Courtesy: Eliyahu Touger

One year, shortly before the first Pesach Seder, the holy Rebbe, Reb Levi Yitzchak of Berditchev, took several of his students into town. He knocked on the door of a local store and asked to buy cigarettes. The storekeeper replied, “I don’t have any. Don’t you know that they are illegal?” Reb Levi Yitzchak was persistent and again asked to buy cigarettes. After several requests, the storekeeper produced the cigarettes and was willing to sell them.

Reb Levi Yitzchak then approached a man walking down the street and asked if he had a cigarette. “Don’t you know that they are illegal? I can get thrown in jail for possession!” Again, after several requests, the gentleman displayed his stash and offered one to the Berditchever.

Reb Levi Yitzchak then sent his attendant to a Jewish home to ask if they had a small piece of bread. “G-d forbid!” was the reply, and not knowing why the attendant was asking, continued to explain, “On Pesach we are forbidden to have any bread or chametz in our home.” The attendant went to a second home and a third home, and the reply was the same.

When the attendant returned empty-handed to his Rebbe, Reb Levi Yitzchak held his hands up high and exclaimed, “Master of the Universe! The Czar forbids the importation of these cigarettes. He has soldiers and policemen to help enforce this law. But yet these cigarettes are on the streets and available to all, somehow smuggled across the border.

“Three thousand years ago, You commanded Your children not to bring bread into their homes on Pesach. You have no soldiers or policemen, yet there is no bread to be found in all of Berditchev. See how powerfully Your children love You!!”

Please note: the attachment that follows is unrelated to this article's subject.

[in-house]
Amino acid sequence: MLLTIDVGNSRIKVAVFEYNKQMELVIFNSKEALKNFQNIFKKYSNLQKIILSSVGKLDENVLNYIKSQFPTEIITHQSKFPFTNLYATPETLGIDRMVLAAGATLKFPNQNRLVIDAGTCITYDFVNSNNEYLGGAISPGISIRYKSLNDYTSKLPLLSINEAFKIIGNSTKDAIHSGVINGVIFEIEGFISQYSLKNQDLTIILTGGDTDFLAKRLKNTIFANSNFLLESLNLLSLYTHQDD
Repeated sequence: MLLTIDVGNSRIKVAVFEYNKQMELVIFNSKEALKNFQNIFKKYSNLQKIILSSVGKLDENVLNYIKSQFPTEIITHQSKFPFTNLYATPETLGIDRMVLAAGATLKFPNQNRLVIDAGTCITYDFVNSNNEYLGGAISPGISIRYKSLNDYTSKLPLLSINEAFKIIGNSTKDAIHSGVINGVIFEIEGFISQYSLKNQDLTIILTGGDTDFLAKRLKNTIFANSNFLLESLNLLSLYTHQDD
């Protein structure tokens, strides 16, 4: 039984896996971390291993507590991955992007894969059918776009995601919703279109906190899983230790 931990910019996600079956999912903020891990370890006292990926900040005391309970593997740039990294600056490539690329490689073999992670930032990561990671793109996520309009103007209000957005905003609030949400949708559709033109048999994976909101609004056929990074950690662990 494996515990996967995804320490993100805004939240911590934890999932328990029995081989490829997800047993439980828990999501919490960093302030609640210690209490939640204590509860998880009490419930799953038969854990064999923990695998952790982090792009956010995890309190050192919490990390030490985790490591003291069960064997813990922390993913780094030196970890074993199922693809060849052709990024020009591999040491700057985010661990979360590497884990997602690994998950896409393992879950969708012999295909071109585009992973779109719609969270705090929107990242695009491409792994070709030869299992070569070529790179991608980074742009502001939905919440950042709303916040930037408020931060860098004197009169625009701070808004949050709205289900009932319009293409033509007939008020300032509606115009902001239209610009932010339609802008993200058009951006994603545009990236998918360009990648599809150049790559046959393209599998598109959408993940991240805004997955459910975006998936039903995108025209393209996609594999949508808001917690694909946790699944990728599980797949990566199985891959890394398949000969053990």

In the Haggadah, we say: “Even if we are all wise, all men of understanding, and all know the Torah, it is a mitzvah for us to tell of the exodus from Egypt.” This quote indicates that the point of the Seder is not merely an intellectual experience. For after all, if we are wise and know the Torah, then we also know the story of the Exodus.

Instead, the intent is that the Seder enables us to relive the Exodus, to realize – as we say later in the Haggadah – that “not only our ancestors [were] redeemed from Egypt, but [G-d] redeemed us as well.” Every Seder is an opportunity for each one of us to leave Egypt.

What does it mean for us to leave Egypt, when many of us have never seen that part of the world?

Mitzrayim – the Hebrew name for Egypt – shares a connection with the term meitzarim, meaning “boundaries” or “limitations.” Leaving Egypt means going beyond those forces that hold us back and prevent us from expressing who we really are. The idea of leaving Egypt reminds us that, in a certain way, we are all slaves.

Each one of us has a soul which is “an actual part of G-d.” This is the core of our being, our real “I.” But we find ourselves in Egypt, for there are forces, both external and internal, that prevent us from being in touch with this spiritual potential and giving it expression.

The Seder night is a time when these forces do not have the power to hold us back. For Passover is “The Season of Our Freedom.” From the time of the Exodus – and indeed, from the beginning of time – this night was chosen as a night on which the potential is granted to express our G-dly core. Every year, at this time, within the spiritual hierarchy of the world, there is “an exodus from Egypt.” All restrictions fall away and transcendent G-dliness is revealed.